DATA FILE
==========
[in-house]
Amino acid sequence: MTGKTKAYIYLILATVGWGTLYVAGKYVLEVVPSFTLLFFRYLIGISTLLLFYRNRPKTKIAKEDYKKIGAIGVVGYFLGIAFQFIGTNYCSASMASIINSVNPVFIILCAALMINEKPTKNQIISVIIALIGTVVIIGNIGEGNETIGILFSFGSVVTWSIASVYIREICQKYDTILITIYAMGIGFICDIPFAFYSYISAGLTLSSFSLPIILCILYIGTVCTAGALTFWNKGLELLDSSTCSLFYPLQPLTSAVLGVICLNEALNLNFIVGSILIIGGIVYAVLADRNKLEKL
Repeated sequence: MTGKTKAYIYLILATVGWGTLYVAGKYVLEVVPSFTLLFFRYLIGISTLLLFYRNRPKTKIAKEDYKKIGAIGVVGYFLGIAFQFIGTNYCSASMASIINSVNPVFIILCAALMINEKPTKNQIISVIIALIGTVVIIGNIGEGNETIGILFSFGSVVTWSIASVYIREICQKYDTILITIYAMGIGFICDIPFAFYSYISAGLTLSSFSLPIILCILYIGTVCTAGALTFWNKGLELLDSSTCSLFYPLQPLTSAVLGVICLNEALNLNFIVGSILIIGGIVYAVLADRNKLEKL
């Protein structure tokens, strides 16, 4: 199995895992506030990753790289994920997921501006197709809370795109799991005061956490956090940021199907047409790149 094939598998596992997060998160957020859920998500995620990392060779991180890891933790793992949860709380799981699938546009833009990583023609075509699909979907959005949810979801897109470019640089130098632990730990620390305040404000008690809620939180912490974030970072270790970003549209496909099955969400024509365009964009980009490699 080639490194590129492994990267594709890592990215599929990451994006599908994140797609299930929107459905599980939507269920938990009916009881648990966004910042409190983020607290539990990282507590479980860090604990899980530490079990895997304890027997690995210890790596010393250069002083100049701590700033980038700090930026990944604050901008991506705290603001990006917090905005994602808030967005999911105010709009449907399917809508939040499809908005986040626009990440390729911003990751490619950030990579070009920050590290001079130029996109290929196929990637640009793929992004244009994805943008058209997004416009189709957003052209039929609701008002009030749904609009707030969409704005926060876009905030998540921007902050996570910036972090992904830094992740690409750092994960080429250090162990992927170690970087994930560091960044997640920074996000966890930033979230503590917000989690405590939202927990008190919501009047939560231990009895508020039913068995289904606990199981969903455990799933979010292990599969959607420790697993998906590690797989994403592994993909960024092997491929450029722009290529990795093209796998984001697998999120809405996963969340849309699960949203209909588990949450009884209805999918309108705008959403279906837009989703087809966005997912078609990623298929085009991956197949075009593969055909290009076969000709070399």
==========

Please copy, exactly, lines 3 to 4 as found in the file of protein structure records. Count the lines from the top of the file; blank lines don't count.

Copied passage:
Repeated sequence: MTGKTKAYIYLILATVGWGTLYVAGKYVLEVVPSFTLLFFRYLIGISTLLLFYRNRPKTKIAKEDYKKIGAIGVVGYFLGIAFQFIGTNYCSASMASIINSVNPVFIILCAALMINEKPTKNQIISVIIALIGTVVIIGNIGEGNETIGILFSFGSVVTWSIASVYIREICQKYDTILITIYAMGIGFICDIPFAFYSYISAGLTLSSFSLPIILCILYIGTVCTAGALTFWNKGLELLDSSTCSLFYPLQPLTSAVLGVICLNEALNLNFIVGSILIIGGIVYAVLADRNKLEKL
């Protein structure tokens, strides 16, 4: 199995895992506030990753790289994920997921501006197709809370795109799991005061956490956090940021199907047409790149 094939598998596992997060998160957020859920998500995620990392060779991180890891933790793992949860709380799981699938546009833009990583023609075509699909979907959005949810979801897109470019640089130098632990730990620390305040404000008690809620939180912490974030970072270790970003549209496909099955969400024509365009964009980009490699 080639490194590129492994990267594709890592990215599929990451994006599908994140797609299930929107459905599980939507269920938990009916009881648990966004910042409190983020607290539990990282507590479980860090604990899980530490079990895997304890027997690995210890790596010393250069002083100049701590700033980038700090930026990944604050901008991506705290603001990006917090905005994602808030967005999911105010709009449907399917809508939040499809908005986040626009990440390729911003990751490619950030990579070009920050590290001079130029996109290929196929990637640009793929992004244009994805943008058209997004416009189709957003052209039929609701008002009030749904609009707030969409704005926060876009905030998540921007902050996570910036972090992904830094992740690409750092994960080429250090162990992927170690970087994930560091960044997640920074996000966890930033979230503590917000989690405590939202927990008190919501009047939560231990009895508020039913068995289904606990199981969903455990799933979010292990599969959607420790697993998906590690797989994403592994993909960024092997491929450029722009290529990795093209796998984001697998999120809405996963969340849309699960949203209909588990949450009884209805999918309108705008959403279906837009989703087809966005997912078609990623298929085009991956197949075009593969055909290009076969000709070399």